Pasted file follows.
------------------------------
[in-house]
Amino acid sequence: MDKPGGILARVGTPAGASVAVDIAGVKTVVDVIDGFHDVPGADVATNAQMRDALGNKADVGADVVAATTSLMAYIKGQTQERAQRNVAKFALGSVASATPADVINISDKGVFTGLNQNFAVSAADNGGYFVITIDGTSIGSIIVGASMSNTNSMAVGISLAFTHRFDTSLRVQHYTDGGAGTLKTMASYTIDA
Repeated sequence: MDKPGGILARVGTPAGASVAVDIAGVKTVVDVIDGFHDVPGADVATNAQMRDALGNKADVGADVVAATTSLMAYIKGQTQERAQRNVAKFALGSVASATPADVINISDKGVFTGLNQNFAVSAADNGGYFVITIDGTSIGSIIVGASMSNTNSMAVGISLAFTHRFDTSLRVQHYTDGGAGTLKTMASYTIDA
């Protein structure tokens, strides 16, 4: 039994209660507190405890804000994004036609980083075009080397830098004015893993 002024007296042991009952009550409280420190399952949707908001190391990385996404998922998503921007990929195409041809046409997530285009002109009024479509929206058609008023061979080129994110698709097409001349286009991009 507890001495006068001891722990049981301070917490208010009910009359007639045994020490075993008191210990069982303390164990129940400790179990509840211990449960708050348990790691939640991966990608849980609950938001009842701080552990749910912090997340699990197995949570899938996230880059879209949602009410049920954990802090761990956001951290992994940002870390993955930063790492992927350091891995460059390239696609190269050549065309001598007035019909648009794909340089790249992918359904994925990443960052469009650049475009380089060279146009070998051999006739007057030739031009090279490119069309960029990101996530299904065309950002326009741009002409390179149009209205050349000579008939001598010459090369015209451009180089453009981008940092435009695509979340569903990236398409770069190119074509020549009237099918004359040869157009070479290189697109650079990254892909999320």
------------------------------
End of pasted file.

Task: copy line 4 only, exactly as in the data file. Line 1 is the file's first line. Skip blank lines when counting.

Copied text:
């Protein structure tokens, strides 16, 4: 039994209660507190405890804000994004036609980083075009080397830098004015893993 002024007296042991009952009550409280420190399952949707908001190391990385996404998922998503921007990929195409041809046409997530285009002109009024479509929206058609008023061979080129994110698709097409001349286009991009 507890001495006068001891722990049981301070917490208010009910009359007639045994020490075993008191210990069982303390164990129940400790179990509840211990449960708050348990790691939640991966990608849980609950938001009842701080552990749910912090997340699990197995949570899938996230880059879209949602009410049920954990802090761990956001951290992994940002870390993955930063790492992927350091891995460059390239696609190269050549065309001598007035019909648009794909340089790249992918359904994925990443960052469009650049475009380089060279146009070998051999006739007057030739031009090279490119069309960029990101996530299904065309950002326009741009002409390179149009209205050349000579008939001598010459090369015209451009180089453009981008940092435009695509979340569903990236398409770069190119074509020549009237099918004359040869157009070479290189697109650079990254892909999320």